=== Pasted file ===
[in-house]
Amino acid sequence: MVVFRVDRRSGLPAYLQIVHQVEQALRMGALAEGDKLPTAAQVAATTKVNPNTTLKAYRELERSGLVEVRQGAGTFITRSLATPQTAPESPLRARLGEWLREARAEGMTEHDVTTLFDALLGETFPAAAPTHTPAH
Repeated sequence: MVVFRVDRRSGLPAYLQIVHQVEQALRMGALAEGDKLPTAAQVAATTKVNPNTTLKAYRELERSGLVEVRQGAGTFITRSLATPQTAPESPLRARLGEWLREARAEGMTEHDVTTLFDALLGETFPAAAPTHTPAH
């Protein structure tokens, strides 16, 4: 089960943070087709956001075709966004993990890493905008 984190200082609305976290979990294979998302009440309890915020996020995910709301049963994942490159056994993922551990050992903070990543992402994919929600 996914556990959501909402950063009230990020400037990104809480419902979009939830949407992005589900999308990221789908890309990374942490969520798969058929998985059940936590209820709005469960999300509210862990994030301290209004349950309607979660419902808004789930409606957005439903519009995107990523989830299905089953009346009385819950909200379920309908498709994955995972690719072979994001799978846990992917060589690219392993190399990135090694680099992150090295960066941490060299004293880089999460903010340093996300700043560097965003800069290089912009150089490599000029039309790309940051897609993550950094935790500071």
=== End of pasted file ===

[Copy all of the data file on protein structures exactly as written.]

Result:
[in-house]
Amino acid sequence: MVVFRVDRRSGLPAYLQIVHQVEQALRMGALAEGDKLPTAAQVAATTKVNPNTTLKAYRELERSGLVEVRQGAGTFITRSLATPQTAPESPLRARLGEWLREARAEGMTEHDVTTLFDALLGETFPAAAPTHTPAH
Repeated sequence: MVVFRVDRRSGLPAYLQIVHQVEQALRMGALAEGDKLPTAAQVAATTKVNPNTTLKAYRELERSGLVEVRQGAGTFITRSLATPQTAPESPLRARLGEWLREARAEGMTEHDVTTLFDALLGETFPAAAPTHTPAH
């Protein structure tokens, strides 16, 4: 089960943070087709956001075709966004993990890493905008 984190200082609305976290979990294979998302009440309890915020996020995910709301049963994942490159056994993922551990050992903070990543992402994919929600 996914556990959501909402950063009230990020400037990104809480419902979009939830949407992005589900999308990221789908890309990374942490969520798969058929998985059940936590209820709005469960999300509210862990994030301290209004349950309607979660419902808004789930409606957005439903519009995107990523989830299905089953009346009385819950909200379920309908498709994955995972690719072979994001799978846990992917060589690219392993190399990135090694680099992150090295960066941490060299004293880089999460903010340093996300700043560097965003800069290089912009150089490599000029039309790309940051897609993550950094935790500071």